Levels of job stress doubled among workers in Ireland between 2010 and 2015, a new study has found.
According to the findings, the highest levels of stress were felt among employees in the health sector, followed by those working in public administration.
The study was carried out by the Economic and Social Research Institute (ESRI) and was funded by the Health and Safety Authority (HSA). It revealed that job stress among employees doubled from 8% in 2010 to 17% in 2015.
An employee was deemed to be experiencing job stress if they reported feeling stressed at work ‘always' or ‘most of the time', and if they reported stress reactions, such as anxiety, sleep disturbance and general fatigue.
The study noted that job stress is more common among people experiencing high levels of certain workplace demands:
-Emotional demands - this includes employees who have to deal with angry customers/clients and those who have to hide their emotions at work. Those experiencing high levels of emotional demands were 21 times more likely to be stressed than those with the lowest levels
-Time pressure - this includes having to work to tight deadlines or not having enough time to get work done. Those under the most time pressure were 10 times more likely to be stressed than those under the least pressure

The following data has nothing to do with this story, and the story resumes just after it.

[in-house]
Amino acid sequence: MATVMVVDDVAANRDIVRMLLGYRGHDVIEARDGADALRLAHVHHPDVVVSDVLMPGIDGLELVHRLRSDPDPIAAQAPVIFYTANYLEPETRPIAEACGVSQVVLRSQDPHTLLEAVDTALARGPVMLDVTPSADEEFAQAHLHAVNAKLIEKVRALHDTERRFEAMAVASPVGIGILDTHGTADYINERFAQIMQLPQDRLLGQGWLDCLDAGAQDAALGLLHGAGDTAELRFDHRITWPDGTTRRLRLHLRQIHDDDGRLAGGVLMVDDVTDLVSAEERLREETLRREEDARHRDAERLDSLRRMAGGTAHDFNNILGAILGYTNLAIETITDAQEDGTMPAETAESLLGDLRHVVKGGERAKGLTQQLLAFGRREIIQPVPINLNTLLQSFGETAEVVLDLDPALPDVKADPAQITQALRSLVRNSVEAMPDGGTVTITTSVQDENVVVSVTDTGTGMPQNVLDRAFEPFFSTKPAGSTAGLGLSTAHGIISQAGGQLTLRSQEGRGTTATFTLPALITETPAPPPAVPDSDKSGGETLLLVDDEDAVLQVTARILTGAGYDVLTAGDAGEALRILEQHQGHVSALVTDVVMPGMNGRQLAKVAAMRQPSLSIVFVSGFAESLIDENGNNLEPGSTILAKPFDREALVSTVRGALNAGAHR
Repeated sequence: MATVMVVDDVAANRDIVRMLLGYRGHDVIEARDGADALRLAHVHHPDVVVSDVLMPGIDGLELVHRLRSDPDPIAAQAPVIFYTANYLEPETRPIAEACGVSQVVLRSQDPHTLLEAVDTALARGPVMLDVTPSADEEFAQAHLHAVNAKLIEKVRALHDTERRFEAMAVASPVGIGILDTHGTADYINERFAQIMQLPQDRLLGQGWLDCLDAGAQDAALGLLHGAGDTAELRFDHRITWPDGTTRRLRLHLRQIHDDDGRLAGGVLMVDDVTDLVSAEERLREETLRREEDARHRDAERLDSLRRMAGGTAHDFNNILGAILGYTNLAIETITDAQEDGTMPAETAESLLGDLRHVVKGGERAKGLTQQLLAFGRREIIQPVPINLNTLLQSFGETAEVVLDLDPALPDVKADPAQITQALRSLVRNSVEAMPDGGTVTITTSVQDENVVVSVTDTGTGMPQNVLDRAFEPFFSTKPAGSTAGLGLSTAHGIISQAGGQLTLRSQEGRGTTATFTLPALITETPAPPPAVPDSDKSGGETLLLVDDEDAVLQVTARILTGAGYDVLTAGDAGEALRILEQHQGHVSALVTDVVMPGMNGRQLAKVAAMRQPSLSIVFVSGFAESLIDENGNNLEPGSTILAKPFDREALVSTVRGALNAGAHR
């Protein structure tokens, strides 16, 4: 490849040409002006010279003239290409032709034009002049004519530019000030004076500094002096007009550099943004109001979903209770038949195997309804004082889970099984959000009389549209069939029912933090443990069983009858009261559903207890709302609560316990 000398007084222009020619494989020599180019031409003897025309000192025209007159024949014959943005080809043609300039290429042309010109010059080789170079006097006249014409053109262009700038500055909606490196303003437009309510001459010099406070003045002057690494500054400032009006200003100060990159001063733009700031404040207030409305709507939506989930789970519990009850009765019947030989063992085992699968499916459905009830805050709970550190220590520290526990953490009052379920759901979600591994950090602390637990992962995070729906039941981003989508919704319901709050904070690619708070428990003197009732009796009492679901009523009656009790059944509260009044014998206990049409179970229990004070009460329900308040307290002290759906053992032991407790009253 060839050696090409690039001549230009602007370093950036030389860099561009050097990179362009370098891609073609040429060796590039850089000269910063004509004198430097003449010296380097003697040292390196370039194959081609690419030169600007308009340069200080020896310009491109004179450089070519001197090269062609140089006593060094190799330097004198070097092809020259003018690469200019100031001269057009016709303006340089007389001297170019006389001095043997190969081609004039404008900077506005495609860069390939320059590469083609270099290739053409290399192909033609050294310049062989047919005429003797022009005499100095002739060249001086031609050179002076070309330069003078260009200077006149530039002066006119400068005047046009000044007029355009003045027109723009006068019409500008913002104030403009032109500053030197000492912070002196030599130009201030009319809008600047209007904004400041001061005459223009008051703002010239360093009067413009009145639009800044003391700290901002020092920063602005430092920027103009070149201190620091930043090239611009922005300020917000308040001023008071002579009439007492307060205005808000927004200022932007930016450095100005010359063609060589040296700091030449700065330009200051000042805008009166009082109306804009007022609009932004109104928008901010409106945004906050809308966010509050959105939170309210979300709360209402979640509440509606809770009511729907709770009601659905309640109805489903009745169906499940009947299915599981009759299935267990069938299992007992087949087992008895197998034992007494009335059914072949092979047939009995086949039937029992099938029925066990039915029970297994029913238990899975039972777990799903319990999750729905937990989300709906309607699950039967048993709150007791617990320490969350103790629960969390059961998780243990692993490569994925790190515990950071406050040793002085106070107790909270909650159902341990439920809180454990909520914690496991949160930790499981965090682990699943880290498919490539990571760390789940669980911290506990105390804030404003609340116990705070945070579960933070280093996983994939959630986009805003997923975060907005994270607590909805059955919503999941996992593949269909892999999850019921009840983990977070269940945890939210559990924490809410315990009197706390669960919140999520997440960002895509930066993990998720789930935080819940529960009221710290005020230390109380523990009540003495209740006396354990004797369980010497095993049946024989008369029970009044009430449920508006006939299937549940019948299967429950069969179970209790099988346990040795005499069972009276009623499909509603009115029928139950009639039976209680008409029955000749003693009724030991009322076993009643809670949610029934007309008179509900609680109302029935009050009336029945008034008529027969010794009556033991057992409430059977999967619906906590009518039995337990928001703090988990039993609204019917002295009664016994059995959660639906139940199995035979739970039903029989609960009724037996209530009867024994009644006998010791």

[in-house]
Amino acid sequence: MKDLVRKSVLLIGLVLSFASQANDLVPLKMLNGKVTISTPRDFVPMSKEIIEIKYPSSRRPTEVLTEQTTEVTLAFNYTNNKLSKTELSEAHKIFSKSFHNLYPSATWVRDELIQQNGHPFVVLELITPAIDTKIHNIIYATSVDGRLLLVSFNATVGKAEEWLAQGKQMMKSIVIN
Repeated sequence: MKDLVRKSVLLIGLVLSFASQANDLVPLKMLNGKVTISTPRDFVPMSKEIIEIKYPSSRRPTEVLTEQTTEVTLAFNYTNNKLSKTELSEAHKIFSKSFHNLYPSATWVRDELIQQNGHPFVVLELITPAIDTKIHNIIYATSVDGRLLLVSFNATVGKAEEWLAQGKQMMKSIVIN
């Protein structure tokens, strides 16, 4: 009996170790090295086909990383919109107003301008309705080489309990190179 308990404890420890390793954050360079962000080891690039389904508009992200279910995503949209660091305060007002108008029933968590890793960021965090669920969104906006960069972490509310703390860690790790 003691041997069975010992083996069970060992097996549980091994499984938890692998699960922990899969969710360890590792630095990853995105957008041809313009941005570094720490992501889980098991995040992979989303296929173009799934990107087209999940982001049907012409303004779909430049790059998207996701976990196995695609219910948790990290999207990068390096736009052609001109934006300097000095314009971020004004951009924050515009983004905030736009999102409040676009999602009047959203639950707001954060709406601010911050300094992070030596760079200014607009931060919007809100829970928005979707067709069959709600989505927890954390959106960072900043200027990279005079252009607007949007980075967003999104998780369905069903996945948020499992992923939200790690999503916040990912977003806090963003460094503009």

-Bullying, harassment, violence, discrimination - those most exposed to these were eight times more likely to be stressed than those least exposed
-Physically demanding work - those who experienced the highest demands were almost twice as likely to be stressed than those with no such demands
-Effort-reward imbalance - this refers to the extent to which workers feel they are underpaid for the work they do. Those who reported the most imbalance were more than four times more likely to be stressed than those who felt adequately rewarded
-Long working hours - those working over 40 hours per week were twice as likely to be stressed than those working 36-40 hours.
The study found that workers were less likely to feel stressed if they felt supported by co-workers, felt that their job was useful or had a feeling of work well done.
Overall, employees in the health sector experienced the highest levels of job stress (18%), followed by public administration (16%) and the manufacturing sector (15%).
The researchers pointed to international studies which show that job stress is linked to poor physical and mental health, and this can have a negative impact on companies as a result of increased absenteeism, increased job turnover and poor morale.
They emphasised the importance of firms having policies in place to deal with job stress.
"Job stress is becoming a more important issue in the Irish workplace as the economy becomes increasingly service based. Employers need to manage these risks to prevent the significant individual and organisational costs of stress-related illness," commented Dr Helen Russell, one of the authors of the research.
The full study can be viewed here